Zimbabwe has long been considered a haven from earthquakes because the central region of the country is regarded as stable. But Thursday’s tremors that shook Chipinge, south east of Zimbabwe, after an earthquake measuring 5,6 on the Richter scale hit Mozambique — combined with recent seismic activity in Kariba, Binga and Karoi — have raised concerns of a greater threat.
It has left many convinced that the country is no longer an earthquake “safe zone”, with seismologists urging government to promptly implement disaster preparedness measures. Currently, Zimbabwe lacks comprehensive disaster risk reduction and preparedness programmes while its infrastructure, not designed to withstand quakes, has left government less able to keep its population safe. Seismologist, Kwangwari Marimira, said the danger of earthquake disasters was very real — although there was no need to panic — and measures had to be put in place to mitigate the hazards by mapping all earthquake prone zones in the country and educating the public on the jeopardies. “This year alone, Zimbabwe has recorded a number of tremors, with some being felt in Kariba, Karoi, and Bulawayo and in Chipinge,” he said. “Earthquakes respect no boundaries or borders and in 2006 a Mozambique earthquake of magnitude 7.2 was felt throughout Zimbabwe, which left some buildings in Chipinge destroyed,” Marimira warned.
“We recorded a number of foreshocks on the 21st of September 2016 thus indicating how susceptible the area is to earthquakes,” he said. A report by the Meteorological Services Department (Met dept)’s seismology section last week said “earthquakes are the most destructive natural hazards that occur in most countries and kill thousands every year”. “Regionally, this month on the 10th of September 2016 at least 16 people died and 253 were injured in a 5.7 magnitude earthquake that struck North West Tanzania,” it said.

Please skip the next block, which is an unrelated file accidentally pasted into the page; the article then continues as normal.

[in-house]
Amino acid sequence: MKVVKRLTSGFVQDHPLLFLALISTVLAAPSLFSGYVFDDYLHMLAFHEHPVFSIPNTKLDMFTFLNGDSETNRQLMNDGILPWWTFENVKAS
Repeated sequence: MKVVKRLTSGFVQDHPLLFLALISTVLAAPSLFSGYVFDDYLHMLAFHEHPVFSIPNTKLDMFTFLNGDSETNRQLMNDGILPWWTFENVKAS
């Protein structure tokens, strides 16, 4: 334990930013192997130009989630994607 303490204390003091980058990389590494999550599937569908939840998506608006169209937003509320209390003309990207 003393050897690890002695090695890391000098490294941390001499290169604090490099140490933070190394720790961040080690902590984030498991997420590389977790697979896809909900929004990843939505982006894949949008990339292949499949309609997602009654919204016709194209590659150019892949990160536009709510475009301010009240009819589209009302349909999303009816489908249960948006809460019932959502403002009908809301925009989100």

The Chipinge tremors were the latest effects of an earthquake felt in Zimbabwe. The earthquake, according to US Geological Survey (USGS), occurred at a depth of 10km at 22hrs 06min and 12 seconds. The location of the epicentre with respect to nearby Zimbabwean cities was 158km South of South East of Chipinge, 174km east of south east of Chiredzi, and 467km south of south east of Harare. Maramira said the main causes of effects of earthquakes in Zimbabwe are largely plate tectonics closely related to the east African rift system. “Mozambique and surrounding areas in Manicaland are within the line of weakness of the Great East African Rift System which extends all the way from the Red Sea in the north to Manicaland and into Mozambique in the south,” Maramira said. On August 23, an earthquake measuring 4.1 on the Richter scale was experienced north of Karoi Town around 15:02pm. The epicentre of the earthquake was determined to be about 31km from Karoi town and 115km from Lake Kariba. Before that, a 4,6 magnitude earthquake hit Kariba area and some parts of Zambia on January 9 early this year.
The earthquake occurred at 5:05 am local time. The epicentre was determined to be just 31km west of the border post. Seismic analysts say the filling of the world’s largest artificial lake at Kariba has been followed by considerable earthquake activity and it is clear that the lake has reactivated some of the existing faults. Zimbabwe has also recorded a number of mining induced earthquakes in Matabeleland South, especially in Gwanda.
Source : Daily News